Interesting but irrelevant

In a recent post, I wrote about Bill Gates’ prescient thoughts on email from back in 1994. Towards the end of The New Yorker article linked to in the post, Gates shares an insightful approach for how he manages his time.

Basically, since there are an effectively infinite number of interesting things going on in the world and since we have finite time to explore them, it’s important for us to explore those things that are not only interesting but also relevant to us. And a great way to do this is to take sources of interesting but irrelevant things out of our life.

There are natural limits to this approach because we get some of our greatest insights in areas that are relevant to us when we’re doing seemingly irrelevant things. But the gist of the idea is correct.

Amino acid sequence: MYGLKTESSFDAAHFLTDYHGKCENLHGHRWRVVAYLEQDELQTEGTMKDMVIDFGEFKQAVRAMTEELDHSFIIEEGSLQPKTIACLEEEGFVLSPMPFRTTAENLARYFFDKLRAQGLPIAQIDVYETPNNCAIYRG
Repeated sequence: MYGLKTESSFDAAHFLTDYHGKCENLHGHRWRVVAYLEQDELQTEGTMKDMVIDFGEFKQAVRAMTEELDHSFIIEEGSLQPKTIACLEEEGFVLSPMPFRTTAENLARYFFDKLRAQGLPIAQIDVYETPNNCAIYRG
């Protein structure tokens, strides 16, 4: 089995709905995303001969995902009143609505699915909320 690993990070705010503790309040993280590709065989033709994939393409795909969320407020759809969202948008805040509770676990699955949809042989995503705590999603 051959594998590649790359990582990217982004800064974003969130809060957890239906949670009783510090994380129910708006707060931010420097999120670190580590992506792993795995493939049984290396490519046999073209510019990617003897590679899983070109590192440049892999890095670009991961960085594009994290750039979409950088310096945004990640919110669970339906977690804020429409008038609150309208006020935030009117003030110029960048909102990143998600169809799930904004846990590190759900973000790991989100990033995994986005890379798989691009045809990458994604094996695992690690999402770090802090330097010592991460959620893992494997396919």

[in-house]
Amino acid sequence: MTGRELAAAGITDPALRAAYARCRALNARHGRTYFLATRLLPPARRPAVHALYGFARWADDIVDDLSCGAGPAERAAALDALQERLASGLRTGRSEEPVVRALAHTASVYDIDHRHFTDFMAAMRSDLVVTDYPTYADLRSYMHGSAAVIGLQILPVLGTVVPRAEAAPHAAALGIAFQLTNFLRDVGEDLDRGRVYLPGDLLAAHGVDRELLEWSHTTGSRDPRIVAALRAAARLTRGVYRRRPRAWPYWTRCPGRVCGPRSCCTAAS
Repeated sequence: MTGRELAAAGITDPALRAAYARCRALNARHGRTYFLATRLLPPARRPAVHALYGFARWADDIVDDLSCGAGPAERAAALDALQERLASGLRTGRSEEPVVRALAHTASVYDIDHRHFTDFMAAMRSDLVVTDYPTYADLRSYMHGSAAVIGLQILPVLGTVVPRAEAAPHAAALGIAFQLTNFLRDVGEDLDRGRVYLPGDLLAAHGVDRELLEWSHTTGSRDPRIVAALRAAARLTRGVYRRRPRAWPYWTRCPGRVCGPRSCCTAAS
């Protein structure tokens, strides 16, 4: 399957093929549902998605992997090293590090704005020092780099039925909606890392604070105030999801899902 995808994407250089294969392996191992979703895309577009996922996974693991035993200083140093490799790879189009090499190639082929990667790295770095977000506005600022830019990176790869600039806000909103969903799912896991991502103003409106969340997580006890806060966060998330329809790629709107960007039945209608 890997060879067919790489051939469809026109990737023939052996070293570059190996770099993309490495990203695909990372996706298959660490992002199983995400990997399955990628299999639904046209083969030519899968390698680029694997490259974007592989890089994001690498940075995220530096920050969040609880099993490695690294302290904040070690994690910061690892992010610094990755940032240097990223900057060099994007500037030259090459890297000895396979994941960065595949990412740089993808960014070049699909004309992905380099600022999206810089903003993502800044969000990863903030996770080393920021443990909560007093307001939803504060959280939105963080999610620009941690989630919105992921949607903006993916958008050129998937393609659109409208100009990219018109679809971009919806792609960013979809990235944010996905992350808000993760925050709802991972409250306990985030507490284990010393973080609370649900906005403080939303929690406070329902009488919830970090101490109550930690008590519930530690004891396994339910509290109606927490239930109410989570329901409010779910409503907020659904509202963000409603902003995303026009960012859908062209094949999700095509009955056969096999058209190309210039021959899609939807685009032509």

Here’s the full extract:

“TV is neat. I don’t have a TV at home, because I would probably watch it, and I prefer to spend that time thinking—or, mostly, reading. So I’m pretty conscious about not letting myself get used to certain things.

O.K., it’s a little bit like this. I go to a baseball game, and I’m having a good time, watching the game, but then I feel myself getting drawn in. I start wondering, Who are these guys? Who are the good ones? How much are they paid? How are the other teams compared to this one? How have the rules changed? How do these guys compare to the guys twenty years ago? It just gets so interesting. I know if I let myself go to ten games I’d be addicted, and I’d want to go more. And there’s only so much time in the day. And, frankly, it’s easy for me to get interested in anything.

So there’s all these choices, but time is this very scarce resource.”

Also published on Medium.